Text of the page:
Color is such an important part of life that we often forget to properly appreciate it. When we look at a beautiful sunset, it’s nature that receives the credit. When we hesitantly approach alluring people to introduce ourselves, we usually attribute their look solely to the person’s physical form.
Any given life will have countless examples to draw from. But in the case of a sunset there’s no intrinsic sense of beauty to be found in nature. We see beauty there because of our ability to perceive color. Likewise, the most alluring people are usually so captivating because of the interplay of colors they’ve clothed themselves with.
People seldom stop to consider why they feel the interplay of specific colors is so appealing. What makes the myriad colors of a sunset so appealing when an equally complex oil stain is usually seen as ugly? Why do the same colored accessories look great on one person but seemingly clash with another? To find an answer, we need to look at the concept of color harmony and color schemes, and the rich history behind them.
A Careful Study of Color
As we’ve noticed, people tend to take color for granted. Throughout history most people have taken it for granted in a similar way to gravity. Some colors just seem pretty in a similar way to how objects naturally fall when dropped. Interestingly enough, the same man is responsible for the scientific study of both color and gravity. This man is Isaac Newton.
Newton began his study of color when he noticed how prisms reflected a rainbow of different colors. He then categorized the colors in a variety of different ways. In a modern context the most important part of this process comes from his organizational method. Newton first began to organize color into a square pattern. This would eventually lead to his creation of the very first circular color wheel. Our view of color would change over time. But Newton deserves a lot of credit for his willingness to look at color in a very different way than his peers.
Organizing color and investigating the relationships between various hues was a huge step forward in our formal understanding of the subject. Over time this method of organization led to what we now call color theory. Color theory furthers Newton’s efforts to efficiently organize and understand color. It provides us with new and more scientific ways to look at color. With color theory we can begin to codify how and why colors evoke such visceral reactions from us. And it’s with an aspect of color theory, called color harmony, that we start to see why some color combinations are more appealing than others. Some colors are inherently harmonious with others. And this is often seen by simply applying basic relational rules onto a color wheel.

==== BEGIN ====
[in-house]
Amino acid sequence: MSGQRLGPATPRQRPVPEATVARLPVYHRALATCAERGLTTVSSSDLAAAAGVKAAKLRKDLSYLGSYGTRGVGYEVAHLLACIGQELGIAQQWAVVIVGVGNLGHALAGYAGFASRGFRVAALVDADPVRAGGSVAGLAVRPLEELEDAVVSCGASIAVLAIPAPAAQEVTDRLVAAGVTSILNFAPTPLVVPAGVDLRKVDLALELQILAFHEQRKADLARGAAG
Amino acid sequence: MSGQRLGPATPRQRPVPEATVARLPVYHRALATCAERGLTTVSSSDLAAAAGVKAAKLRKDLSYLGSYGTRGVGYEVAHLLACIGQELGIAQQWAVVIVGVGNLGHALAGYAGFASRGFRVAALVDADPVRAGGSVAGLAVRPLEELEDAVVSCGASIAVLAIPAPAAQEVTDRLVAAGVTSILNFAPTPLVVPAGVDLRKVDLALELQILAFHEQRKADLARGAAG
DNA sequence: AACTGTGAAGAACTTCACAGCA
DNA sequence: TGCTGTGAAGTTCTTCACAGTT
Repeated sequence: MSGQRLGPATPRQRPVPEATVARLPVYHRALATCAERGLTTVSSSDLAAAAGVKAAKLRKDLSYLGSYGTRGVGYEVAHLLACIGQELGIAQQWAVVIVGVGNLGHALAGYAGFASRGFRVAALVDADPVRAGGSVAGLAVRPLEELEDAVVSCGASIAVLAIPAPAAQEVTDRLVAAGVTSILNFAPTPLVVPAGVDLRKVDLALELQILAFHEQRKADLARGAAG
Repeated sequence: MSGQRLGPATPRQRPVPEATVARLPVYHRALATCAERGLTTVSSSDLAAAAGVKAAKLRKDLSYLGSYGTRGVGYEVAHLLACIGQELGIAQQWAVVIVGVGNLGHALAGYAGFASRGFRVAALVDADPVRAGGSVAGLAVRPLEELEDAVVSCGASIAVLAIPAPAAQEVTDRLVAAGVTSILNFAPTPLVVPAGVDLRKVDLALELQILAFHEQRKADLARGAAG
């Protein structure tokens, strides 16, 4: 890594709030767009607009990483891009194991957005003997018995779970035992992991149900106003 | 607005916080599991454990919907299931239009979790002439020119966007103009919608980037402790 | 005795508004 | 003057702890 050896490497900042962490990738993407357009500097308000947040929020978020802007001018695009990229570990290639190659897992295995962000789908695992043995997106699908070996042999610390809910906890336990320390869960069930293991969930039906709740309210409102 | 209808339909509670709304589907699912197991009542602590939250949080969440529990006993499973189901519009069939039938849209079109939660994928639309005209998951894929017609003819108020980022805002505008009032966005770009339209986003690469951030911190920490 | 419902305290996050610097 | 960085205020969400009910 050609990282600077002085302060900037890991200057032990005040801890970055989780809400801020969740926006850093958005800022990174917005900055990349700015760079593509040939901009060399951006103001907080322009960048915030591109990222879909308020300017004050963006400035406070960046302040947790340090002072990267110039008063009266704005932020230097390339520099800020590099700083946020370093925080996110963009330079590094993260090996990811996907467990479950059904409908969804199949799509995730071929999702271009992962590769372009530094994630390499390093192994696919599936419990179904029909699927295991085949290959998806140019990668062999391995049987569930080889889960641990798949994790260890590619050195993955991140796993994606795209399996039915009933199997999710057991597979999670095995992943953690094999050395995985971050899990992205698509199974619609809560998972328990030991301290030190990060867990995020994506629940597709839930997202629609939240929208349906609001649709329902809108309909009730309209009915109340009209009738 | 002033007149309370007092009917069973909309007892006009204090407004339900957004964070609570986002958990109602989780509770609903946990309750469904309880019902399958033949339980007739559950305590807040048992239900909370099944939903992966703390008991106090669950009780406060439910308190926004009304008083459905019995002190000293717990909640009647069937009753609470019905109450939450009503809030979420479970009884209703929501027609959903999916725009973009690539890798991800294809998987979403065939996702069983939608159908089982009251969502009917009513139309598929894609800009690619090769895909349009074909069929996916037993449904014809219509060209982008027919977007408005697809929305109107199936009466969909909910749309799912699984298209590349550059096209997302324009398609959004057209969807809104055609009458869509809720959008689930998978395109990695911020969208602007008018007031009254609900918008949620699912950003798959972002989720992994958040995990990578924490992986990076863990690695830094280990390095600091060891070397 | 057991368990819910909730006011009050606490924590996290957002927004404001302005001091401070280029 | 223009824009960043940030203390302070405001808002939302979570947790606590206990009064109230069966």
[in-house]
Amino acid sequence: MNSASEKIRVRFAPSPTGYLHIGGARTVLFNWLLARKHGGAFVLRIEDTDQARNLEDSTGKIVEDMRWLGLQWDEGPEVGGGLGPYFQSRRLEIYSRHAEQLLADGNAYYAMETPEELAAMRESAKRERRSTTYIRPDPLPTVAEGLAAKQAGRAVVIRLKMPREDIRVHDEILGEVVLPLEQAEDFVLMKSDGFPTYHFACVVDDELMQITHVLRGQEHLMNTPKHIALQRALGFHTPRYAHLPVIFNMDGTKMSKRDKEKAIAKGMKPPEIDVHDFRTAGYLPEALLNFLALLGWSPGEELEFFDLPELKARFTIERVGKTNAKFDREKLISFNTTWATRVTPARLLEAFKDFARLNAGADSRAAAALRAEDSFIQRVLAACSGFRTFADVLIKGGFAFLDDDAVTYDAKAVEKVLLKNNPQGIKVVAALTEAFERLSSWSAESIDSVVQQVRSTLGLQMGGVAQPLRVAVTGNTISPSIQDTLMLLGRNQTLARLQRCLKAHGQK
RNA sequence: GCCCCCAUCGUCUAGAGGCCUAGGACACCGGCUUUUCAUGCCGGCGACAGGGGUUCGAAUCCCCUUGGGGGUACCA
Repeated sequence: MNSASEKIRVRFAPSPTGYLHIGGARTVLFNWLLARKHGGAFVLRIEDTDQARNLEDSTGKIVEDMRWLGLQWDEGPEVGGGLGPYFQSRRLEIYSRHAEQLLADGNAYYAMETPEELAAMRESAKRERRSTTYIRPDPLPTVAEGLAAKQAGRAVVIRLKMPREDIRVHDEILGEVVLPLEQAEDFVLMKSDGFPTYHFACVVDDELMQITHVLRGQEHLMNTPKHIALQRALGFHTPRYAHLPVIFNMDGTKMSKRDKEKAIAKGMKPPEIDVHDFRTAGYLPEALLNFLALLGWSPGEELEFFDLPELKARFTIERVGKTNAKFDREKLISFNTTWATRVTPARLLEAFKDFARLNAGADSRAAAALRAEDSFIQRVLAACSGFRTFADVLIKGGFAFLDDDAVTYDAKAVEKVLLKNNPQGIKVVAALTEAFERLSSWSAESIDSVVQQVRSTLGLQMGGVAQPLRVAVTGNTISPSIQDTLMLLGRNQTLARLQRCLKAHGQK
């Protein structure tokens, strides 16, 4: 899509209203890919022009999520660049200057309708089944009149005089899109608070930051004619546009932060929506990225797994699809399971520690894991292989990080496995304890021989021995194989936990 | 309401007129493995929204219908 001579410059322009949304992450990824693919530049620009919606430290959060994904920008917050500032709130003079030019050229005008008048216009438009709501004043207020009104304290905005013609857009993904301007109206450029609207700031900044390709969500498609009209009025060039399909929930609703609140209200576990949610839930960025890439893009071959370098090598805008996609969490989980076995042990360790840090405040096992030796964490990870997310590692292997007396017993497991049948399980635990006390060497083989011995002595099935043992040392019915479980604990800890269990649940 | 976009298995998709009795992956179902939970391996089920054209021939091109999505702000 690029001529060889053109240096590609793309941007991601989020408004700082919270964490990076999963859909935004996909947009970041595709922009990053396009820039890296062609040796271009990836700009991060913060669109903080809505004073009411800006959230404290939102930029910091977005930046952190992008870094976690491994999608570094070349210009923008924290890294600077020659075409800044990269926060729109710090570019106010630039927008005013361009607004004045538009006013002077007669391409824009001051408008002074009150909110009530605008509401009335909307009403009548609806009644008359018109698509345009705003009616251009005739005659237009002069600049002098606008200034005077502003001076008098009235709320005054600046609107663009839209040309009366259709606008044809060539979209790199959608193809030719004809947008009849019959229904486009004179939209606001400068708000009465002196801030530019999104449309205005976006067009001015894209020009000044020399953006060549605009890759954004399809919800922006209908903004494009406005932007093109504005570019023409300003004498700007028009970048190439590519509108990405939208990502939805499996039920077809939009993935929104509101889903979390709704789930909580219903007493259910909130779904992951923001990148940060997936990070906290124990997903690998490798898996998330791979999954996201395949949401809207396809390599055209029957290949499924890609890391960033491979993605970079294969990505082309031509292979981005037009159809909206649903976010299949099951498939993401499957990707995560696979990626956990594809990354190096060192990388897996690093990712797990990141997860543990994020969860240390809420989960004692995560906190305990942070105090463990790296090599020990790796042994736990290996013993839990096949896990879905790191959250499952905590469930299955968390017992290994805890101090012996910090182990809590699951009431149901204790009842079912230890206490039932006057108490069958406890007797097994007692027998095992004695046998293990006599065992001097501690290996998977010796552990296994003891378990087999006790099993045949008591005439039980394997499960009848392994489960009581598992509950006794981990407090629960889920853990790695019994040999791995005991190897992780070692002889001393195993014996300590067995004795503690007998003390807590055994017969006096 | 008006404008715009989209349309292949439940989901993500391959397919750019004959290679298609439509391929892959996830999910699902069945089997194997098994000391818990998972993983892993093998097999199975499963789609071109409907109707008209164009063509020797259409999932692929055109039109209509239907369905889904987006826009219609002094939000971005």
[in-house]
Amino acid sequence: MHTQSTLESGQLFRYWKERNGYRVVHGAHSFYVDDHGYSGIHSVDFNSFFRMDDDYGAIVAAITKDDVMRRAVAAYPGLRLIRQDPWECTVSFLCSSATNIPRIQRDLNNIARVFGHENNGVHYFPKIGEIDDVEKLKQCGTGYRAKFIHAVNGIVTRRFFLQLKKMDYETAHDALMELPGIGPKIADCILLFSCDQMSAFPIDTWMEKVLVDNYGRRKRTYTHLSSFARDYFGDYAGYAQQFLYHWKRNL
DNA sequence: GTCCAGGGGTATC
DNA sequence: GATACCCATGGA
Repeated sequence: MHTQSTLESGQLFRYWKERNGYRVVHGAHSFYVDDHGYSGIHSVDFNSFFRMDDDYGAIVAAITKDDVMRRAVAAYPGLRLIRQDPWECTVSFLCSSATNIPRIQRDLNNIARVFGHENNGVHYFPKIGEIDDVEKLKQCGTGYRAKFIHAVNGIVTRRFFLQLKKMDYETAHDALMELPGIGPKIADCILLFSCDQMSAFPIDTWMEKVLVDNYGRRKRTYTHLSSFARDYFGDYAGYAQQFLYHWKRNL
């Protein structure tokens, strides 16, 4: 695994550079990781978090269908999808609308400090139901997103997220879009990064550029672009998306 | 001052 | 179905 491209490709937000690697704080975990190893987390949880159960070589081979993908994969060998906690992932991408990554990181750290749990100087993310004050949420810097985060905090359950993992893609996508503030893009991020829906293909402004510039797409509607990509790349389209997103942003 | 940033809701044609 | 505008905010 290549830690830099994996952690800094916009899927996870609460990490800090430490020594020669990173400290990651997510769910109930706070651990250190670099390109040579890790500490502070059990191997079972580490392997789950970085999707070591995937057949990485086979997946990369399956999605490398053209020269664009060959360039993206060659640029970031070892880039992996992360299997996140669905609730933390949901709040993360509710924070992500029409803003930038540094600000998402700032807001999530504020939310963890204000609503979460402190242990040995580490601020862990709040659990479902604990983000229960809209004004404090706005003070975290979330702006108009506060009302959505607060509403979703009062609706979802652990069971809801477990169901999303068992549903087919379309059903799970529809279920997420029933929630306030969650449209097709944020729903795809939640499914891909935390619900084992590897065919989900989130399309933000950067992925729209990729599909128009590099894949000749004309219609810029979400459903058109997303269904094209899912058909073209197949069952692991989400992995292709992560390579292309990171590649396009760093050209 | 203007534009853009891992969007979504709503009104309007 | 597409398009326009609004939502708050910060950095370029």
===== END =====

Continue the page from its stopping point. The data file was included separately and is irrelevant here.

The Basics of Color Harmony
Color harmony uses a color wheel not too dissimilar from what Newton created. This wheel classifies colors as primary, secondary or tertiary. The primary colors include red, blue and yellow. These are the colors from which all others on the wheel originate. The secondary colors are created from a mix of primary colors. The secondary colors include purple, green and orange. Finally, the tertiary colors are created by blending a primary and secondary color together. These can include colors such as cyan, magenta and gold.
Color wheels commonly include 12 different colors. However, this is largely an issue of the wheel’s size. It’s simply not practical to include the millions of colors we can perceive.
The real magic of the wheel comes from how it organizes color. The primary colors are set perfectly equidistant from each other. Secondary colors sit halfway between the primary colors which create them. And the tertiary colors fill the remaining space. This organizational system provides an easy way to match colors with each other based on spatial relationships. It’s often far easier to work with color this way than it would be to simply consider colors without any set method of comparison.
Color harmony provides us with some specific ways to relate colors to each other. The resulting categorization can help inform us of how well any given combination will work in different contexts. It also guides us when we need to choose which colors to accentuate within a collection. There are seven primary methods to relate colors to each other with color harmony. Each method links colors together through a spatial relationship on the wheel.
A Straight Line for Complementary Colors
Complementary color relationships are one of the easiest ways to understand color harmony. Complementary colors are those which sit opposite of each other on a color wheel. We can think of it as essentially drawing a straight line from one color on the wheel to another. For example, green and red are complementary colors because they are directly opposite of each other on the color wheel.
Complementary colors tend to be jarring. This means that they’re often not the best choice for continual exposure. For example, it’s a bad choice for text which people will need to refer to throughout their day. But the colors can be a fantastic choice for a few words or sentences meant to quickly grab people’s attention. It’s often a great way to mark special occasions as well. Our example of green and red are often associated with Christmas decorations for this very reason.
Making Complementary Colors a Little Smoother With Split-Complementary